By Salman Bashir
In the coming weeks, India will go to the polls in an election that will have consequences not only for India’s 1.3 billion people but for the region as a whole. The opposition Congress Party has clamored to put together a solid alliance with regional parties and as things stand, it is expected that the ruling Bhartiya Janata Party (BJP) will win the elections, even if with a reduced majority, and Prime Minister Narendra Modi will serve for another five years.
In the last five years, India’s polity has been transformed from an aspiring secular democracy to a narrow-minded hyper-nationalist state. Bent on implementing the idea of a Hindu Rashtra, or Hindu State, aggressively espoused by its ideological Rashtriya Swayamsevak Sangh (RSS) wing, the BJP has to a large extent recast India’s ethos along ideological lines.
Pogroms against minorities, incitement to communal violence, Islamophobia, institutionalized discrimination based on race, caste and creed and propaganda against neighboring Pakistan are all at the core of the RSS/BJP politico-religious ideology. In today’s India, Hindu nationalism has become a sure-shot rallying cry and a proven vote catcher.
Scholar Christophe Jaffrelot recently described India of the past five years as an “ethnic democracy” with majoritarian nationalism (Hindutva). In fact, it seems that India is moving toward codifying Hindutva in its very constitution. History books are being revised to omit or distort a thousand years of Muslim rule and eulogize Hindu mythology as providing the real basis and heritage for Indian nationalism and statehood. Liberal academics, journalists and NGOs are being targeted. Social media is rife with fake news. Media houses are being funded to churn out the most vicious propaganda against Muslims and Pakistan.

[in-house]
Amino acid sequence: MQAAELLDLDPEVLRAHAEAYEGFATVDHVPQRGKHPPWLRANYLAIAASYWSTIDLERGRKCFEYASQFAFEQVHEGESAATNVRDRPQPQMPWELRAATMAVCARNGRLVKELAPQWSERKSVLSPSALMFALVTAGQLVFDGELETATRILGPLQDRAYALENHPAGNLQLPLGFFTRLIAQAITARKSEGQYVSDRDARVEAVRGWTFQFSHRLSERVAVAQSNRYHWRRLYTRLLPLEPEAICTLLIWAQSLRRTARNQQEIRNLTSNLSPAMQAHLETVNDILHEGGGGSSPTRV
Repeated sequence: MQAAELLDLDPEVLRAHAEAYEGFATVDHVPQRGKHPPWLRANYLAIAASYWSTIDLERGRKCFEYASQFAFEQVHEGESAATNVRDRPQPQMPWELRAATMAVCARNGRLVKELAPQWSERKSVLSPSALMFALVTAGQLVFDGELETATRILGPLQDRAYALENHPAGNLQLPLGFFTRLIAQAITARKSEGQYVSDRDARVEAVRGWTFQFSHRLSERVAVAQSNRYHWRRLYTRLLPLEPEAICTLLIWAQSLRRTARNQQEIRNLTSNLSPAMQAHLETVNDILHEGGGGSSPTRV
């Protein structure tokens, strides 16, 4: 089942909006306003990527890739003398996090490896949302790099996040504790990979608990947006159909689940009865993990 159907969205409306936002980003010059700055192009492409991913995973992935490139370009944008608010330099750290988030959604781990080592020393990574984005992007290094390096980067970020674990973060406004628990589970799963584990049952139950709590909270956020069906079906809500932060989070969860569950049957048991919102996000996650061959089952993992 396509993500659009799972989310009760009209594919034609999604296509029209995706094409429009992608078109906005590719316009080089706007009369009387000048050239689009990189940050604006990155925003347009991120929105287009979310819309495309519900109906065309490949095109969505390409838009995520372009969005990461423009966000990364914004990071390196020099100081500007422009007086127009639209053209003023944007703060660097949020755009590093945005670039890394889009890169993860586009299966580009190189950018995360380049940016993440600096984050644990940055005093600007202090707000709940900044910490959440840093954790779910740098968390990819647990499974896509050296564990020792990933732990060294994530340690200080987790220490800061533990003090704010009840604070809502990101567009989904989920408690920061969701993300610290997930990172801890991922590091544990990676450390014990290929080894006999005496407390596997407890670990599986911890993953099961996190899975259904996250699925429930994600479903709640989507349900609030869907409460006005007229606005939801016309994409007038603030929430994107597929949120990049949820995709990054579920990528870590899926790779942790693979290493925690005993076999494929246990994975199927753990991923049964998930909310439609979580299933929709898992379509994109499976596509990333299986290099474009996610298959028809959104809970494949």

Indeed, as Hindu
nationalism needs an enemy to perpetuate and flourish, it finds convenient
expression in a campaign of hate against Muslims and Pakistan. This is also
meant to distract attention from the failure of the BJP government to fulfill
its promises of socio-economic development. Without using Hindu nationalism in
the way in which the BJP has, rising unemployment and increasing disparity in
income would have demolished the party’s electoral standing.
The February 14 Pulwama attack on a convoy in Indian-administered Kashmir was in some ways helpful for the BJP to divert the nation’s attention from the average everyday problems of the common Indian. There is no doubt that drumming up war hysteria against Pakistan was a political gimmick with an eye to the elections. The much-touted airstrike on Balakot went wrong and resulted not only in India losing two aircrafts but also in the humiliation of Pakistan capturing an Indian soldier. Throughout this period, the BJP propaganda machine was in overdrive to sell fictions about the Indian military’s misadventure against Pakistan. Though tensions have deescalated since last month, Pakistani ground, air and naval forces are still fully alert when it comes to the continuing Indian threat.
It is unfortunate that the international community has remained mostly silent through this crisis and thus indirectly has given India a free pass to wreck peace in South Asia. It has also turned a blind eye to the grave human rights violations in Indian-administered Kashmir and against Indian Muslims in general. It seems that the international community’s economic interests and political and strategic expediencies have assured an acquiescence of sorts to the emergence of a Hindu India. Meanwhile, an ugly wave of Islamophobia sweeps the world.
The 2019 elections may sound the death knell of the India of founding father Mahatma Gandhi and Jawaharlal Nehru, India’s first prime minister following independence from Britain in 1947. Indeed, India’s tryst with destiny is not quite what Nehru had envisaged. Intense polarization within India is not good for the unity of a state with the kind of immense diversity that India has. A BJP victory would also testify to the inadequacy of a democratic political system in preventing the emergence of fascist and extremist regimes. Certainly, India will be tested for its maturity in these elections. The people of Pakistan only wish India well.
(Salman Bashir is a Pakistani diplomat who served as Foreign Secretary of Pakistan and as High Commissioner of Pakistan to India. Twitter: @SalmanB_Isb)